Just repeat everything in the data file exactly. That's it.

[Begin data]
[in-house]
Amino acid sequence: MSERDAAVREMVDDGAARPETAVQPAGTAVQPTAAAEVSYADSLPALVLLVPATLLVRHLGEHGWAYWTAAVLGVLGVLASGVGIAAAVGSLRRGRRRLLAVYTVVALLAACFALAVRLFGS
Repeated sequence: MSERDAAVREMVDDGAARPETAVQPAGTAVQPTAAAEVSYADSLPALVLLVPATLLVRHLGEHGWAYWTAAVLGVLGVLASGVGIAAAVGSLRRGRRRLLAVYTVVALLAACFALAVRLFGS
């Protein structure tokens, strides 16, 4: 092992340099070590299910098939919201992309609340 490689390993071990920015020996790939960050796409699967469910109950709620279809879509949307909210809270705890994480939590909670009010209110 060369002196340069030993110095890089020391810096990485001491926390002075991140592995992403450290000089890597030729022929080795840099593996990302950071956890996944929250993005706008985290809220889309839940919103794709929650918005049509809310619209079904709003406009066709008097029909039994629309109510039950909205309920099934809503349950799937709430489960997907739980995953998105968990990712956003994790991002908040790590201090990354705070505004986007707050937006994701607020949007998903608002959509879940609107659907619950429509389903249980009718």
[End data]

[in-house]
Amino acid sequence: MSERDAAVREMVDDGAARPETAVQPAGTAVQPTAAAEVSYADSLPALVLLVPATLLVRHLGEHGWAYWTAAVLGVLGVLASGVGIAAAVGSLRRGRRRLLAVYTVVALLAACFALAVRLFGS
Repeated sequence: MSERDAAVREMVDDGAARPETAVQPAGTAVQPTAAAEVSYADSLPALVLLVPATLLVRHLGEHGWAYWTAAVLGVLGVLASGVGIAAAVGSLRRGRRRLLAVYTVVALLAACFALAVRLFGS
């Protein structure tokens, strides 16, 4: 092992340099070590299910098939919201992309609340 490689390993071990920015020996790939960050796409699967469910109950709620279809879509949307909210809270705890994480939590909670009010209110 060369002196340069030993110095890089020391810096990485001491926390002075991140592995992403450290000089890597030729022929080795840099593996990302950071956890996944929250993005706008985290809220889309839940919103794709929650918005049509809310619209079904709003406009066709008097029909039994629309109510039950909205309920099934809503349950799937709430489960997907739980995953998105968990990712956003994790991002908040790590201090990354705070505004986007707050937006994701607020949007998903608002959509879940609107659907619950429509389903249980009718």